The full-year 2017 domestic passenger data are in for Pittsburgh International Airport (PIT). And while utilization numbers are up, a comparative analysis of like-sized airports shows the Findlay Township facility’s “success” must be placed in the proper context, say scholars at the Allegheny Institute for Public Policy.
Indeed, “PIT’s flights and passenger counts have risen in recent years,” say Frank Gamrat, senior research associate, and Jake Haulk, president of the Pittsburgh think tank. “But other airports of similar size have seen more improvement than PIT in key gauges of activity.”
And, lest it be forgotten, an improving overall economy has led to a significant increase in air travel nationally that has benefited most commercial airports.
The data cover origination passengers (that is, the starting point of a trip) and destination passengers (the farthest point of travel from the trip’s origin of 75 miles or more). That’s known in industry parlance as “O&D passengers.”
Pittsburgh International’s count for 2017 was 8.34 million passengers, 9.7 percent over 2015. But among 15 peer airports, PIT’s increase ranks ninth best.
Despite the fact that Pittsburgh’s O&D flights number rose by 2.8 percent from 2015 through 2017 (which was higher than the 1.4 percent growth rate for all U.S. airports) it once again ranked ninth among the 15 comparable airports.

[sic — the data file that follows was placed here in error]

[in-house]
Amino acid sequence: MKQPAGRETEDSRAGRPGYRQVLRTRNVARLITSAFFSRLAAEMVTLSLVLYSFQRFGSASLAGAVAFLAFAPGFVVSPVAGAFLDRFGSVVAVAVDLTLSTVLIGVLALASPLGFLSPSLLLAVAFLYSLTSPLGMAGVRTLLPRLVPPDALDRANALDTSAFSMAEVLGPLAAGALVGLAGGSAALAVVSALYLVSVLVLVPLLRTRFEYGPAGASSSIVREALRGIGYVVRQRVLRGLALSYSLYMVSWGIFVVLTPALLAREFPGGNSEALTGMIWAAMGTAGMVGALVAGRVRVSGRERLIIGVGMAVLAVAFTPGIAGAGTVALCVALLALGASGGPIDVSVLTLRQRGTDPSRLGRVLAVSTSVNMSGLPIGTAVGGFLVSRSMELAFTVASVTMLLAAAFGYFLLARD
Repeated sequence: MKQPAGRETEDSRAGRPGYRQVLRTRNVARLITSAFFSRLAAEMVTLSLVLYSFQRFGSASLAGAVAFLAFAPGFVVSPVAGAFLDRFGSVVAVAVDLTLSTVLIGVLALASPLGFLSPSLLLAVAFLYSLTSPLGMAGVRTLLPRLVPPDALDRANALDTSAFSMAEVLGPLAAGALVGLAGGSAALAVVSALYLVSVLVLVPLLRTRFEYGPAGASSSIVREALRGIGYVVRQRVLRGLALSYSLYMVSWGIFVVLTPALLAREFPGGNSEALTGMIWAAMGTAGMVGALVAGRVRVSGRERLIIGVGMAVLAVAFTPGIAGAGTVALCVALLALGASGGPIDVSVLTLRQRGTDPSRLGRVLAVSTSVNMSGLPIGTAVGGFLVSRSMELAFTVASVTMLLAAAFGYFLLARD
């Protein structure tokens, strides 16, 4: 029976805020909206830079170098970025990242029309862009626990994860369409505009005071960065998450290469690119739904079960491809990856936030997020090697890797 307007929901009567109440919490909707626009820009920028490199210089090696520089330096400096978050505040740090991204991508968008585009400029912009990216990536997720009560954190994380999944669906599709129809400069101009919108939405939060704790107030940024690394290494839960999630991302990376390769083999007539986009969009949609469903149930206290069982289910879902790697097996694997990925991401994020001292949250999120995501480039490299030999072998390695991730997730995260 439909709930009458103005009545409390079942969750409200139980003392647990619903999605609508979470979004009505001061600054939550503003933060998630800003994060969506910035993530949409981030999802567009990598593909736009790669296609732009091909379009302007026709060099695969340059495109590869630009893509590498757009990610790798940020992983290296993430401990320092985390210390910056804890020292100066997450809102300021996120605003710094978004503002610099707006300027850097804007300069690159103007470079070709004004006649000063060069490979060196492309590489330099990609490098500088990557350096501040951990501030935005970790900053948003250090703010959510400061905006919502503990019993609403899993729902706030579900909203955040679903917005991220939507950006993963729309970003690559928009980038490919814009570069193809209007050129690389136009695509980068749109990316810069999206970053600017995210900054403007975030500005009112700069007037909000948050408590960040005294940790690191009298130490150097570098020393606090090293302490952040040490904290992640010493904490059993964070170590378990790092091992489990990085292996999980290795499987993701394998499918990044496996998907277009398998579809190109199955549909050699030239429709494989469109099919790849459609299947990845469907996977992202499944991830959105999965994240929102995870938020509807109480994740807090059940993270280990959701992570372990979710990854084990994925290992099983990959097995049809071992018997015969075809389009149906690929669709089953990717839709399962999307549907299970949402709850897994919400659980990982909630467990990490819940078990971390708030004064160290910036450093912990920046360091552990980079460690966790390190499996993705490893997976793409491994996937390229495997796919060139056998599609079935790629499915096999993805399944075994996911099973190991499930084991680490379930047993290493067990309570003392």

“Load factor” is another important metric of airline productivity. That’s the ratio of passenger miles flown to the number of seats available.
PIT had the lowest origination load factor of its peer airports in 2015 at 79.9. “In 2017 the load factor at PIT edged up to 81.2, placing its ranking at third worst,” Gamrat and Haulk note (in Policy Brief Vol. 18, No. 17).
Pittsburgh’s destination load factor was up 2.4 percent from 2015 to 2017, from 79.31 to 81.24, besting only Columbus among comparable airports.
“The relatively low load factor at PIT for both origination and destination flights points to substantially more unfilled seats than the national average as well as 2.4 percent more unfilled seats than the comparison group average,” the Ph.D. economists note, then making this important point:
Such a relatively low load factor almost certainly plays an important role in deciding to add new flights. If underserved markets for Pittsburgh-area travelers can be discerned, those might represent expansion opportunities.
“Otherwise, gains in passenger counts will depend heavily on growth in the population age groups that have high propensities to travel by air and on the growth of employment and incomes in the airport’s service area,” Gamrat and Haulk say.
But the Allegheny County Airport Authority does not necessarily rely on market forces alone to entice airlines to PIT. Millions of dollars in public incentives have been used as well, the most dubious example being a nearly $1.5 million subsidy to Qatar Airways for cargo flights that are failing, miserably, to meet tonnage goals.
It is “a glaring example of how ignoring market forces and looking for headline-grabbing announcements can be misguided and very costly,” Gamrat and Haulk emphasize.
And, unfortunately, ending carrier subsidies does not appear to be in PIT’s cards. No doubt the state Legislature’s decision to indefinitely keep giving the authority $12 million annually in gaming money will see to that.
“In short, the airport needs to be a little less self-congratulatory about its better numbers,” the think tank researchers conclude.
Colin McNickle is a senior fellow and media specialist at the Allegheny Institute for Public Policy ([email protected]).